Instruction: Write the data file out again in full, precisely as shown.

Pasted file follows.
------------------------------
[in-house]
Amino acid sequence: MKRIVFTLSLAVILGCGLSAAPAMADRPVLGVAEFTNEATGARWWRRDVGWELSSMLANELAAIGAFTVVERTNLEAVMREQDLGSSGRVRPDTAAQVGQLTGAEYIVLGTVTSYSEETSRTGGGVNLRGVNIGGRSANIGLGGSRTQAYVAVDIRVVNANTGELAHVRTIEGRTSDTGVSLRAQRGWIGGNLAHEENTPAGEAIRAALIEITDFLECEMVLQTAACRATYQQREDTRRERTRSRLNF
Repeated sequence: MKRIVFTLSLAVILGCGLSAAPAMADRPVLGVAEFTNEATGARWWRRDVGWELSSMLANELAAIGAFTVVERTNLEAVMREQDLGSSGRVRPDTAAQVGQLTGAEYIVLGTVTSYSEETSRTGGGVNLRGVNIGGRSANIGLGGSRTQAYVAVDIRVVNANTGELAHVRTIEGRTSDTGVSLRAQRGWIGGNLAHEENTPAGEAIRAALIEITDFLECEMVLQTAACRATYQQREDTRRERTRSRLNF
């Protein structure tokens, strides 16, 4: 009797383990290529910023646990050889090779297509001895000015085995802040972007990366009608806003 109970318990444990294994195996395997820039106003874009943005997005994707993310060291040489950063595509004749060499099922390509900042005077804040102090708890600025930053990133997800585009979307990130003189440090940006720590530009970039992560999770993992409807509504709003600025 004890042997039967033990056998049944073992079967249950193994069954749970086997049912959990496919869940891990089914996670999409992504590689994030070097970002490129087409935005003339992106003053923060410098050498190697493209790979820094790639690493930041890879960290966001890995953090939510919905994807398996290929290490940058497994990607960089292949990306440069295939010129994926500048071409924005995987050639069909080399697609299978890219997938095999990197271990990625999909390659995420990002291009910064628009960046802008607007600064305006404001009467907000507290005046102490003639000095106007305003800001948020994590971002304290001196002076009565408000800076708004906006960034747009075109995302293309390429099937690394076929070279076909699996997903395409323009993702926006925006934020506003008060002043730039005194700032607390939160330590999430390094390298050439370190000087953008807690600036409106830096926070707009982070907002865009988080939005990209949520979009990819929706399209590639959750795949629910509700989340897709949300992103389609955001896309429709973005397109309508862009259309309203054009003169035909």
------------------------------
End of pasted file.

[in-house]
Amino acid sequence: MKRIVFTLSLAVILGCGLSAAPAMADRPVLGVAEFTNEATGARWWRRDVGWELSSMLANELAAIGAFTVVERTNLEAVMREQDLGSSGRVRPDTAAQVGQLTGAEYIVLGTVTSYSEETSRTGGGVNLRGVNIGGRSANIGLGGSRTQAYVAVDIRVVNANTGELAHVRTIEGRTSDTGVSLRAQRGWIGGNLAHEENTPAGEAIRAALIEITDFLECEMVLQTAACRATYQQREDTRRERTRSRLNF
Repeated sequence: MKRIVFTLSLAVILGCGLSAAPAMADRPVLGVAEFTNEATGARWWRRDVGWELSSMLANELAAIGAFTVVERTNLEAVMREQDLGSSGRVRPDTAAQVGQLTGAEYIVLGTVTSYSEETSRTGGGVNLRGVNIGGRSANIGLGGSRTQAYVAVDIRVVNANTGELAHVRTIEGRTSDTGVSLRAQRGWIGGNLAHEENTPAGEAIRAALIEITDFLECEMVLQTAACRATYQQREDTRRERTRSRLNF
């Protein structure tokens, strides 16, 4: 009797383990290529910023646990050889090779297509001895000015085995802040972007990366009608806003 109970318990444990294994195996395997820039106003874009943005997005994707993310060291040489950063595509004749060499099922390509900042005077804040102090708890600025930053990133997800585009979307990130003189440090940006720590530009970039992560999770993992409807509504709003600025 004890042997039967033990056998049944073992079967249950193994069954749970086997049912959990496919869940891990089914996670999409992504590689994030070097970002490129087409935005003339992106003053923060410098050498190697493209790979820094790639690493930041890879960290966001890995953090939510919905994807398996290929290490940058497994990607960089292949990306440069295939010129994926500048071409924005995987050639069909080399697609299978890219997938095999990197271990990625999909390659995420990002291009910064628009960046802008607007600064305006404001009467907000507290005046102490003639000095106007305003800001948020994590971002304290001196002076009565408000800076708004906006960034747009075109995302293309390429099937690394076929070279076909699996997903395409323009993702926006925006934020506003008060002043730039005194700032607390939160330590999430390094390298050439370190000087953008807690600036409106830096926070707009982070907002865009988080939005990209949520979009990819929706399209590639959750795949629910509700989340897709949300992103389609955001896309429709973005397109309508862009259309309203054009003169035909």